Commands - A Quick Overview
When you wanted to know what files were in a directory (what you would know as a Folder), you entered the command
When you wanted to see the content of subdirectories also, you could enter the command
As you will have guessed, you often ended up not being able to read all the files, as their names just ran across the screen, and you would only see the last 20 or so files. Therefore you could ass /P to the command, thus ending up with
You could check the health of your harddrive using the command CHKDSK (standing for Check Disk), and likewise, you could format new discs using FORMAT A: when the disc was in the A-drive, the first drive on your system.
The Drive Letters - A Quick Overview
Drive names had a convention set up along the following system:
A and B - floppy drive letters (3½" containing either 720 kilobytes or 1,44 megabytes and 5,25" containing either 360 kilobytes or 1,2 megabytes)
C through Z - hard drive letters
When you had a cd-rom drive (these could - and still can - contain approx. 650-700 megabytes), you often defined the cd-rom drive as the D-drive using the MSCDEX.EXE program with various additions such as what driver was to be used for MSCDEX to interpret your specific version of the cd-drive you had in your system.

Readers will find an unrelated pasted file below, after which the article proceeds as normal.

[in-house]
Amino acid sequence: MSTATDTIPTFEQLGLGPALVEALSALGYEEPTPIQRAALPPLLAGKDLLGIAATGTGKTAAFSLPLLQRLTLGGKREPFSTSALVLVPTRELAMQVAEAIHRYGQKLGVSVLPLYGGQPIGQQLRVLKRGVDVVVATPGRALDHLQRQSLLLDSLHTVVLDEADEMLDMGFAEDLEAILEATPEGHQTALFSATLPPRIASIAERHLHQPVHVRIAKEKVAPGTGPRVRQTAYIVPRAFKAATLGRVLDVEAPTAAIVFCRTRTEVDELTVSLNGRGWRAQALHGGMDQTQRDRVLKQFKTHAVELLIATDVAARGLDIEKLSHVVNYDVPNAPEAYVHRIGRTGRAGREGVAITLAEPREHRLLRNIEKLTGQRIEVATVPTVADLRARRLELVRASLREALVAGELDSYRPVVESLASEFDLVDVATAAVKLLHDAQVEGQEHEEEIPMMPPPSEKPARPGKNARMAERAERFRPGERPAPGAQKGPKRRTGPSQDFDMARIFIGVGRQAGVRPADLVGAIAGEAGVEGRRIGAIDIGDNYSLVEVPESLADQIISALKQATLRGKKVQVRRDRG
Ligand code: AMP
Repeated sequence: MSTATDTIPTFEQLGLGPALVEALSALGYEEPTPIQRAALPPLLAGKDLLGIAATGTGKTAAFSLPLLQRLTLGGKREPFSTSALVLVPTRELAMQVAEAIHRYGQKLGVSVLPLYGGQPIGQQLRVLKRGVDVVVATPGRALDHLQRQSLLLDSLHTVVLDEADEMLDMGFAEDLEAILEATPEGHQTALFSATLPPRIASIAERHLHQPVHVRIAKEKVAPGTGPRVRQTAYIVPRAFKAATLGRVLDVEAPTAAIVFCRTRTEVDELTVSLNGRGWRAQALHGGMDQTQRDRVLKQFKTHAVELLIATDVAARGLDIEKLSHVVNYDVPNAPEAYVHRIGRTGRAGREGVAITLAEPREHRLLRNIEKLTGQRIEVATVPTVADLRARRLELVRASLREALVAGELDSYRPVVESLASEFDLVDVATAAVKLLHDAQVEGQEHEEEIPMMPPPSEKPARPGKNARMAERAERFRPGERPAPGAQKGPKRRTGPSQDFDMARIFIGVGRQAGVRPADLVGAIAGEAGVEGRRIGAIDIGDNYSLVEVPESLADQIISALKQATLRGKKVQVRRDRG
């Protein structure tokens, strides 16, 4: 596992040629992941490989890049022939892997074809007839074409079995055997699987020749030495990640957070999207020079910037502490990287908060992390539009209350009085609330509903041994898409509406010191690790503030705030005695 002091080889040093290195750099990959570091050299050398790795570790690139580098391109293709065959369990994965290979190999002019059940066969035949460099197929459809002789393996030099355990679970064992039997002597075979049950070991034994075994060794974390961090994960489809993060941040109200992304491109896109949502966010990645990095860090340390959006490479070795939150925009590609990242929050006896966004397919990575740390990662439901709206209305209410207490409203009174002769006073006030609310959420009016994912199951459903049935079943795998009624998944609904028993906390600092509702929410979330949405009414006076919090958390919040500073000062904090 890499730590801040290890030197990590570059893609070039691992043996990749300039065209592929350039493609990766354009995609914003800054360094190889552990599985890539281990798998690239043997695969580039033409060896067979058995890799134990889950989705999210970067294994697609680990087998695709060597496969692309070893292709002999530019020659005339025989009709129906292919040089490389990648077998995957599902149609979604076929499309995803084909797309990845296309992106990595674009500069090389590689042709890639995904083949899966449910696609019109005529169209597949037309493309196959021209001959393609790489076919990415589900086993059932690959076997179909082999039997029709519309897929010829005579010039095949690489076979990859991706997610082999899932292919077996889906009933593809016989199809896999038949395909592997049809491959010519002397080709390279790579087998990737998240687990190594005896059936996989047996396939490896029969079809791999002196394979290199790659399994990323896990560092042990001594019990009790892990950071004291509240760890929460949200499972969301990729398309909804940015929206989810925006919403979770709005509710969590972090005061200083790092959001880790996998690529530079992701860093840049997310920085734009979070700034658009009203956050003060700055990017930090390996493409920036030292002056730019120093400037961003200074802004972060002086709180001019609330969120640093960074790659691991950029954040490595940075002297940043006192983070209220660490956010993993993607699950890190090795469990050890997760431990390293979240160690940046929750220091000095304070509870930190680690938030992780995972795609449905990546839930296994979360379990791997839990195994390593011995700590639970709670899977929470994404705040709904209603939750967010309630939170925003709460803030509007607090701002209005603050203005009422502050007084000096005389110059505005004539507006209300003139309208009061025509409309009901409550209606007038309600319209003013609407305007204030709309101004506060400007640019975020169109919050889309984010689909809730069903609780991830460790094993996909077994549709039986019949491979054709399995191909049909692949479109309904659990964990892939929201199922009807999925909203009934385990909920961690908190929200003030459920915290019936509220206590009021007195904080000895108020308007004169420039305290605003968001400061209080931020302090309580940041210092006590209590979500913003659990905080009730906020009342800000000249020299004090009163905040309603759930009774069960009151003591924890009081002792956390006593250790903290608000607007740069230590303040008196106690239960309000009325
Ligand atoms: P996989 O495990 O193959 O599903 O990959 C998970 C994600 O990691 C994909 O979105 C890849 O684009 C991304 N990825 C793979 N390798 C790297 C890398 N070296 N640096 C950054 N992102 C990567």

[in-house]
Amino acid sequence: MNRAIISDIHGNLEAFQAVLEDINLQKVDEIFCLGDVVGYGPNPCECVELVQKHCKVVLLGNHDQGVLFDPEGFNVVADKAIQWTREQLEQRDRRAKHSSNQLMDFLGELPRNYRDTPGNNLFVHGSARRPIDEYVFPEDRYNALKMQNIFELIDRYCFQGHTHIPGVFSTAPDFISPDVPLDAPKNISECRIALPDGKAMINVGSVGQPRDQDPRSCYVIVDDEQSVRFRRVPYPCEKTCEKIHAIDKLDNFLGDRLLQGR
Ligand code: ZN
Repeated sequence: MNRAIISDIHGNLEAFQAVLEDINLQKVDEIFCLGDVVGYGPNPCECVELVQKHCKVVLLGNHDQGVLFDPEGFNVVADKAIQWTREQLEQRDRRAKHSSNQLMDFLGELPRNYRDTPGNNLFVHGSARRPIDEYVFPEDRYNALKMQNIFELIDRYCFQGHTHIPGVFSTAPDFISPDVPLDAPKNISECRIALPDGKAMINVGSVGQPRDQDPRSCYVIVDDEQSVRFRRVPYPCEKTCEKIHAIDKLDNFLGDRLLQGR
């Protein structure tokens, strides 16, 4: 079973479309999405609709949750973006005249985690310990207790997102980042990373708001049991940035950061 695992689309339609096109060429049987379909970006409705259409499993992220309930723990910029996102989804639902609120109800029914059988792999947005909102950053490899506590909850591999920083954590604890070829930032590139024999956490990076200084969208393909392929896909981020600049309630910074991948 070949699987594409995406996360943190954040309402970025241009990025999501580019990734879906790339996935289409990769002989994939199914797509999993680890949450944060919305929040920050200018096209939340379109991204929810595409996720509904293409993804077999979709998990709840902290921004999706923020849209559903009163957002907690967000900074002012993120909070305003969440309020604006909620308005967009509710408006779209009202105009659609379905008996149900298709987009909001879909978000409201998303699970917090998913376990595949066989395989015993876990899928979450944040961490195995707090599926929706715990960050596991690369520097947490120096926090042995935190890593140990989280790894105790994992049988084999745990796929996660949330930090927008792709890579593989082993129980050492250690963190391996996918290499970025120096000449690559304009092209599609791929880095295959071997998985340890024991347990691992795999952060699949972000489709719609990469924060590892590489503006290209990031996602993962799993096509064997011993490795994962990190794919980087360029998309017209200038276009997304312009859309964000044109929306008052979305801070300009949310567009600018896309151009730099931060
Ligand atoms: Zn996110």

When you had a bigger hard drive, you had often partitioned it into several drives, and thus you would have C and D as your hard drives, and then E as your cd-rom, when you had such a drive, which was not all that commonplace when I bought my first 80286 running at 12mhz with a 65,5megabyte hard drive. :-)
The DOS Operating System - A Quick Overview
When I bought my first computer, it was originally equipped with MS-DOS 3.3. Soon after, the operating system was upgraded to version 5.0 which I bought on I believe it was three discs. DOS stands for Disc Operating System, and was totally command based. DOS in version 5.0 changed this for two programs. Now CHKDSK was replaced with SCANDSK, and we got a defragmentation program, SPEEDSK.
Along the line, DOS appeared in versions 6, 6.2 and finally 6.22. There was also a version 7 which I never got to use, but wanted to add it just for the record.
In the next lesson we will look at how computers work. Stay tuned for more about the fundamentals of computing.